New Mexico Legislature Passes Bill to End Limit Patient Enrollment to State Residents. A bill that would bar out-of-state people from enrolling the state's medical marijuana program has passed out of the legislature and is headed to the desk of Gov. Michelle Grisham Lujan (D), who has said she supports it. State officials said they feared allowing out-of-state enrollment could lead to federal interference in the program. Bill supporters said the state's reciprocity program would allow residents of other states that allowed medical marijuana to participate, but the state hasn't even set the rules for reciprocity yet. They are due by March 1. There are currently more than 600 non-New Mexico residents enrolled in the program.

Pennsylvania

Pennsylvania Patient Fights for Right to Stay in Public Housing. Medical marijuana patient Mary Cease has no criminal record and a low income, but the Housing Authority of Indiana County has twice denied her application for Section 8 housing because Section 8 is a federal program and federal law considers marijuana to be illegal, period. She sued and lost in the Court of Common Pleas last April, but has appealed, and last Thursday, a panel of three Commonwealth Court judges heard oral arguments in her case. Her attorneys asked them to reverse the lower court decision and order Indiana County to give her access to Section 8 housing. No decision is expected for weeks, and final resolution of the case could take months.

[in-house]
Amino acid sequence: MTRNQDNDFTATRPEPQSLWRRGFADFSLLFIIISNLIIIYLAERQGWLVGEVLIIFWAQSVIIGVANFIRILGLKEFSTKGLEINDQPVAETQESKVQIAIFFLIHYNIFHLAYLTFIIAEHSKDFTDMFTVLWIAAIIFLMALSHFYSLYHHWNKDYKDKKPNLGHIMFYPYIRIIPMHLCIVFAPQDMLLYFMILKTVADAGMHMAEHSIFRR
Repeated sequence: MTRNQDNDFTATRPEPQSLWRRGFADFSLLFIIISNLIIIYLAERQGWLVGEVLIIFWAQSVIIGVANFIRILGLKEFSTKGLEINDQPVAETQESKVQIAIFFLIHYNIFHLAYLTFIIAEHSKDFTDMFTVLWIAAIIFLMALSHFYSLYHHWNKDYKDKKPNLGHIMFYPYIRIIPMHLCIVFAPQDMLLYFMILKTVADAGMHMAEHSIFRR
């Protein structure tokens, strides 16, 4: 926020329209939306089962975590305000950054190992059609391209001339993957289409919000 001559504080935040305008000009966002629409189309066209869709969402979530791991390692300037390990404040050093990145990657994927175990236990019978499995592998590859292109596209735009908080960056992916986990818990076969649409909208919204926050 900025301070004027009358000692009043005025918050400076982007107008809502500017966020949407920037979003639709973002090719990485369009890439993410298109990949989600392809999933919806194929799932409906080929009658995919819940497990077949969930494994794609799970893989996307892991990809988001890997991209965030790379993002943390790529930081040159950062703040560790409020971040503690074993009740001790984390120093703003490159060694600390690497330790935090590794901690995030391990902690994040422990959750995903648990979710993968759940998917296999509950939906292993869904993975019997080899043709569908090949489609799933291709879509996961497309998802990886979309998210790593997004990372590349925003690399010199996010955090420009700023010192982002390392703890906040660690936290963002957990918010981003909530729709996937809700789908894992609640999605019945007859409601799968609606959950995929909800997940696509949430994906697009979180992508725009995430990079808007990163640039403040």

Alabama Medical Marijuana Bill Introduced. Sen. Tim Melson (R-Florence) has filed Senate Bill 154 to legalize the use of medical marijuana in the state. The bill is based on a study done by a commission of doctors, lawyers, and legislators. Melson was chair of that commission. Smokable and vaping marijuana products would not be authorized under the bill, only tablets, certain types of edibles and creams. Patients suffering from several conditions, including seizures, anxiety, autism, nausea, cancer and post-traumatic stress disorder could qualify for cards. patients who don't suffer from any of the conditions listed in the bill could appeal to a board for special consideration.